After an incredible 10-year run that saw its stock double several times over, Priceline Group (NASDAQ: PCLN) has had much more modest returns the past two years. The reason? Investors have been mulling over prospects of the slowing business growth forecast by management, and digesting the recent and sudden change at the CEO position. Despite another strong showing in the top and bottom line in the first quarter of 2016, should investors be concerned with the online travel site's future growth prospects?

PCLN Chart

PCLN data by YCharts

The quarter in review

The Priceline Group posted double-digit growth in total revenue and net income. Booking revenue was up significantly over the previous year, offsetting weakness in other areas such as merchant revenues. Assets also saw a nice increase, as the company bolstered its short-term cash and investments. Liabilities increased, too, although this was primarily due to an increase in accrued short-term expense over the prior year.

First Quarter 2016

Result

% Increase Over Last Year

Revenue

$2.15 billion

16.8%

Net income

$374.4 million

12.3%

Operating expense

$1.47 billion

18.5%

Total assets

$18.3 billion

5.2%

Total liabilities

$9.3 billion

7.5%

Chart data source: Priceline Group's first quarter 2016 earnings results.

Even though the numbers were very healthy, the biggest concerns surrounded the increase in operating expense and the abrupt departure of former CEO Darren Huston on April 28. Regarding the sharp increase in expenses, the company cited increased competition for priceline.com because of hotel cost-cutting. To offset some of the weakness seen in this segment, advertising and information technology expenses saw an increase. However, the majority of the expense increase was due to compensation to personnel, and the company sees expenses going down through the year as the company geared up in the first quarter for peak travel season.

Regarding the questions at the CEO position, investors were surprised to see the abrupt departure of Huston at the end of April regarding a violation of the company's internal code of conduct. An ongoing search is being conducted to replace him, but I expect a seamless transition that won't affect the business. Jeffrey Boyd, current chairman and CEO from 2002 to 2013, has stepped in to fill the void. Gillian Tans, a longtime member of Priceline subsidiary booking.com's leadership team, has taken over that CEO position, which Huston had also filled. While the company conducts its search, current tenured leadership should keep things moving forward.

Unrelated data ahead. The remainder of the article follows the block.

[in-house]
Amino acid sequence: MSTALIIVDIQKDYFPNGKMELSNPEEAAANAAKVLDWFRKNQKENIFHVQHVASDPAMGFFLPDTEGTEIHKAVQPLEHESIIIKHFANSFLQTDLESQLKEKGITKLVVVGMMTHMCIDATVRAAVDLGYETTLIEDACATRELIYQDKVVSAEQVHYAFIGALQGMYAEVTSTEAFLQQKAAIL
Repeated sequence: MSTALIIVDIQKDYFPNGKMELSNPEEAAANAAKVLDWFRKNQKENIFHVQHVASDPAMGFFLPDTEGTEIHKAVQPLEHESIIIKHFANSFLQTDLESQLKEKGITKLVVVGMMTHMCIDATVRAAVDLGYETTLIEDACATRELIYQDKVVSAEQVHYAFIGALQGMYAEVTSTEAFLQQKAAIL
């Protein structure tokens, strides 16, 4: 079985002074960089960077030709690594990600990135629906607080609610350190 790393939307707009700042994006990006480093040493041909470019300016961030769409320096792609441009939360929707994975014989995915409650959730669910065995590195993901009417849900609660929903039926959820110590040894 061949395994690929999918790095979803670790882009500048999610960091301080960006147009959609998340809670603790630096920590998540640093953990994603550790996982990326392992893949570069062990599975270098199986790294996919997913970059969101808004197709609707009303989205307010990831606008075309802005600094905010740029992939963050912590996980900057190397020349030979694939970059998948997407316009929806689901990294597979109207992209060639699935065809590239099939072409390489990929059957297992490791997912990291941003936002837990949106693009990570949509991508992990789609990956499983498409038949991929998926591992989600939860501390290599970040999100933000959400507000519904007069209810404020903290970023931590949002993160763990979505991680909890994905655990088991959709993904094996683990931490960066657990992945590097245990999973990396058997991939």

Priceline

William Shattner in Priceline Group's advertising campaign. Image source: priceline.com.

Has growth dried up?

For the second quarter of 2016, Priceline management projected year-over-year revenue growth of 7% to 14% and expected adjusted earnings to be flat or down as much as 8%. Total growth in bookings is expected to decelerate the rest of the year. To be fair, the company beat its own expectations for the first quarter, but assuming expectations this go-around are correct, should investors be worried that the growth in the company is dying? I think there are a couple of things going for the Priceline Group that should put concerns to rest.

  • The company is well diversified within the travel industry. Vacation bookings are derived both in the U.S. and abroad, and nearly 90% of those came from outside the U.S. last year.One of the strongest growth segments for Priceline is its subsidiary Agoda, which specializes in international travel. That strong international presence looks poised to continue growing for the company.